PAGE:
Newbie paddle question here…
I’m interesting in an intermediate or cheaper cost paddle primarily for fitness… I think what I want is something with a lot of blade surface area, but I’m new so maybe I’m wrong.
My thinking is that I want something that will give me lots of “purchase” on the water so that I can put more energy into my stroke. Does that make sense, or am I being an idiot?
Looking at the Aquabound Manta Ray (probably a hybrid snap button?). 105 in^2 surface area, but would welcome other recommendations / education.
Depends on what you want to get fit. If it’s upper body muscle; yes a larger surface will work your upper body. If it’s heart and lungs you want to work out, then a higher cadence (less surface area) is what will work.
In general paddling, larger blade surface area are good for sprints and smaller blade surface area for long distance cruising Think of it like bicycle gears - large blade equals low gear and smaller blade equals high gear.
As @Rex said, you can get fitness with either. A smaller blade which wouldn’t provide as much resistance in the water, so you can’t pull harder on it, can still be used for fitness by using a higher cadence.
So yes, what Rex said … and: A good forward stroke is generally a full body experience. The arms set the blade and act as levers through the rotation of your core and transmits force through your feet. There are racers (and coaches) on this board that can give a much more accurate explanation than can I. Questions worth answering along with fitness type are: goals (racing? whitewater? General?), your kayak type, venue - what waters will you be paddling, and you - age, height, weight, current fitness, any issues.
There are some good discussions earlier on these boards - you might search for “SHUNA”. You might also look at the Werner Paddles site: https://www.wernerpaddles.com/paddles/ for information.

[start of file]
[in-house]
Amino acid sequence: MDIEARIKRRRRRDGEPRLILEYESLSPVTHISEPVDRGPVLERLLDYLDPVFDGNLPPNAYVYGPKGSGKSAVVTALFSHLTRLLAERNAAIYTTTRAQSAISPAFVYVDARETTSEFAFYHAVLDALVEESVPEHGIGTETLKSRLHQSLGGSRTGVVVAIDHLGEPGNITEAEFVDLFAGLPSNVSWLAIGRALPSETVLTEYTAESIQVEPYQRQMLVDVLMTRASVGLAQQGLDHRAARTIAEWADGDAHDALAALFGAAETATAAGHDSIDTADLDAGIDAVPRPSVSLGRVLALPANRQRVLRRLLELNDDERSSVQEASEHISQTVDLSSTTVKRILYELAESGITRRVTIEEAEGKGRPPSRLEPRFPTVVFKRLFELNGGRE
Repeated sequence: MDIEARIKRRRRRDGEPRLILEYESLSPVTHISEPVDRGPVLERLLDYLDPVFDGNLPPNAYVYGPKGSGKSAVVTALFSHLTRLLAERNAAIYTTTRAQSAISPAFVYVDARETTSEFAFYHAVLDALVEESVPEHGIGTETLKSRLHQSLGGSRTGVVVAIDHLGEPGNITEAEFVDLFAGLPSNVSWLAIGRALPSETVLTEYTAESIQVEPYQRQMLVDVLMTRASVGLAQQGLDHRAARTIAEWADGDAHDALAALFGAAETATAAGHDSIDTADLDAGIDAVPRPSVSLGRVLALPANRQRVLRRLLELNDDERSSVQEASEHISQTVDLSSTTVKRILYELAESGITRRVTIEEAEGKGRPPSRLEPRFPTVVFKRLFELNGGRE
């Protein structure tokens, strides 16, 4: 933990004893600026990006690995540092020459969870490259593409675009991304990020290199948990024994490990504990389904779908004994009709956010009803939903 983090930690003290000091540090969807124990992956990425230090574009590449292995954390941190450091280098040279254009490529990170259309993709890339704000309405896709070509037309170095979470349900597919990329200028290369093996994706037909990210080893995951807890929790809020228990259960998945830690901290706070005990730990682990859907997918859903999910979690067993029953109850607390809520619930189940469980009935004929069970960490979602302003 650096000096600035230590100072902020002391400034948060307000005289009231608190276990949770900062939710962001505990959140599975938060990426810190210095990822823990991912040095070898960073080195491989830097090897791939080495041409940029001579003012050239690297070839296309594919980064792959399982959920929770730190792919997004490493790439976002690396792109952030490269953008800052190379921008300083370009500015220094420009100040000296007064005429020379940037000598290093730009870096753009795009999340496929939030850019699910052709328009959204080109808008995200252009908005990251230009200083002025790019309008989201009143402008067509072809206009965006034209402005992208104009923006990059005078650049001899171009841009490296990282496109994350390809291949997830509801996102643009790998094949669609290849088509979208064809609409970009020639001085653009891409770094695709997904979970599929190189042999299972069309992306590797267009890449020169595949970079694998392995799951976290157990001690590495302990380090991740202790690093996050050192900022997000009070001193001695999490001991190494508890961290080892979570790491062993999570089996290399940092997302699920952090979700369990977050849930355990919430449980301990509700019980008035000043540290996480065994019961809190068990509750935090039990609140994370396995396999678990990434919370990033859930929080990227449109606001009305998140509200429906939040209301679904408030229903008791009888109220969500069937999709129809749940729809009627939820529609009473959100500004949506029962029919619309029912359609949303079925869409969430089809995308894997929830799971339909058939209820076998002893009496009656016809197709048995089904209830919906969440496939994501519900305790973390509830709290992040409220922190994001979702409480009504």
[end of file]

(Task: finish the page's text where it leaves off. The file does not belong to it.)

Also, I have seen people here recommend Aquabound paddles as good choices for a first paddle.
In terms of goals… Just general fitness. I’m not interested (yet, anyway. ) in competitive stuff in kayaks.
Boat is a Dagger Axis 12. I don’t really care that much how fast I go across the water, its more about what type of workout I get when doing it.
Used on flat water.
I’m 50yo, 5’10", 190 lbs, in ‘reasonable’ shape (Until the virus shut stuff down, I played recreational hockey 3+ nights a week, etc.). I have kinda crappy knees, but that shouldn’t matter for kayaking (interestingly… Ice hockey is fine for them but running is straight out).
I’ll try that search. Thanks!
I should probably say… My current paddle is a Field & Stream Chute 230cm. It feels sorta clunky (the ferrule isn’t very tight, and it feels like the blades are bending or something in the water if I’m trying to pull hard).
Lighter weight anything will allow for a faster cadence hence a good workout.
But be aware that jumping up bigly in blade size is an excellent way to help surgeons make a couple more payments on their fancy cars. When they have to repair your shoulder from overuse.
The Aquabond will be major improvement from the thing that you are using. If you find yourself going in a different direction it will still be a good backup.
If you want to increase paddling effort without using a faster cadence, try a sea anchor of some sort. You could just drag an obnoxious jet skier behind the boat.
I used to use an Onno Full Tour. Great paddle if you have an undamaged upper body. I didn’t and visited the orthopedist. He couldn’t fix it so I got a wind paddle. I euro /GP combination.
It still stresses my shoulder but I can paddle a long time with no pain, just some tightness.
PS. My surgeon drives a pick-up, but it’s a really nice one.
How long will your workouts be? I want to spend longer paddling than I spend loading, unloading, driving and launching.